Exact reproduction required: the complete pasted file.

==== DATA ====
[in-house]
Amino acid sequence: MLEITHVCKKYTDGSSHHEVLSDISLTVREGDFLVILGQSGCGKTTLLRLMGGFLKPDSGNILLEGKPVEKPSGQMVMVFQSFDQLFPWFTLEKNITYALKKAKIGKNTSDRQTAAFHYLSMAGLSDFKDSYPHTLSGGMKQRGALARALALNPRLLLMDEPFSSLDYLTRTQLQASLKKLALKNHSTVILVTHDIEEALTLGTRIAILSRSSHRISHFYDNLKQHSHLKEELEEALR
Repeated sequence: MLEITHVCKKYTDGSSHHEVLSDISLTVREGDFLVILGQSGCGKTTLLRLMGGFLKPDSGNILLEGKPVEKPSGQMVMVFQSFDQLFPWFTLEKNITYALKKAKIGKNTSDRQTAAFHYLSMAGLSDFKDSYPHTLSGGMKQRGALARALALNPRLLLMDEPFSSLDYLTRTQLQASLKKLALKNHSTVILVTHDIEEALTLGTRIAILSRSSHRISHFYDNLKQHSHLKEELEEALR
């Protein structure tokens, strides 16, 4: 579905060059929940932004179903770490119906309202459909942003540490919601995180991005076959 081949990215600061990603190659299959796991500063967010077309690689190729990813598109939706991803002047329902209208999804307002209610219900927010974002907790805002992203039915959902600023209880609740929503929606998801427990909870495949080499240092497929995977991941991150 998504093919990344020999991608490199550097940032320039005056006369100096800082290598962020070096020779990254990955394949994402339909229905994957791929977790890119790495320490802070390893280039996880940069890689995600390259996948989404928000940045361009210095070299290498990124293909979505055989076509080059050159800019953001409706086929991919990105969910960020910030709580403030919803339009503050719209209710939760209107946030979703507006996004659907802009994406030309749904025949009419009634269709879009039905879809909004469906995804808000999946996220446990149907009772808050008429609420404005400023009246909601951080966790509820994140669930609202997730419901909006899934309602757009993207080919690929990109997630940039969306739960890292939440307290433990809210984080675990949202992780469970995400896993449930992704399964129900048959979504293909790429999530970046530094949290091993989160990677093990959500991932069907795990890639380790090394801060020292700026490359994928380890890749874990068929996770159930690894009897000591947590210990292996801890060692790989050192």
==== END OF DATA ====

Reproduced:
[in-house]
Amino acid sequence: MLEITHVCKKYTDGSSHHEVLSDISLTVREGDFLVILGQSGCGKTTLLRLMGGFLKPDSGNILLEGKPVEKPSGQMVMVFQSFDQLFPWFTLEKNITYALKKAKIGKNTSDRQTAAFHYLSMAGLSDFKDSYPHTLSGGMKQRGALARALALNPRLLLMDEPFSSLDYLTRTQLQASLKKLALKNHSTVILVTHDIEEALTLGTRIAILSRSSHRISHFYDNLKQHSHLKEELEEALR
Repeated sequence: MLEITHVCKKYTDGSSHHEVLSDISLTVREGDFLVILGQSGCGKTTLLRLMGGFLKPDSGNILLEGKPVEKPSGQMVMVFQSFDQLFPWFTLEKNITYALKKAKIGKNTSDRQTAAFHYLSMAGLSDFKDSYPHTLSGGMKQRGALARALALNPRLLLMDEPFSSLDYLTRTQLQASLKKLALKNHSTVILVTHDIEEALTLGTRIAILSRSSHRISHFYDNLKQHSHLKEELEEALR
């Protein structure tokens, strides 16, 4: 579905060059929940932004179903770490119906309202459909942003540490919601995180991005076959 081949990215600061990603190659299959796991500063967010077309690689190729990813598109939706991803002047329902209208999804307002209610219900927010974002907790805002992203039915959902600023209880609740929503929606998801427990909870495949080499240092497929995977991941991150 998504093919990344020999991608490199550097940032320039005056006369100096800082290598962020070096020779990254990955394949994402339909229905994957791929977790890119790495320490802070390893280039996880940069890689995600390259996948989404928000940045361009210095070299290498990124293909979505055989076509080059050159800019953001409706086929991919990105969910960020910030709580403030919803339009503050719209209710939760209107946030979703507006996004659907802009994406030309749904025949009419009634269709879009039905879809909004469906995804808000999946996220446990149907009772808050008429609420404005400023009246909601951080966790509820994140669930609202997730419901909006899934309602757009993207080919690929990109997630940039969306739960890292939440307290433990809210984080675990949202992780469970995400896993449930992704399964129900048959979504293909790429999530970046530094949290091993989160990677093990959500991932069907795990890639380790090394801060020292700026490359994928380890890749874990068929996770159930690894009897000591947590210990292996801890060692790989050192």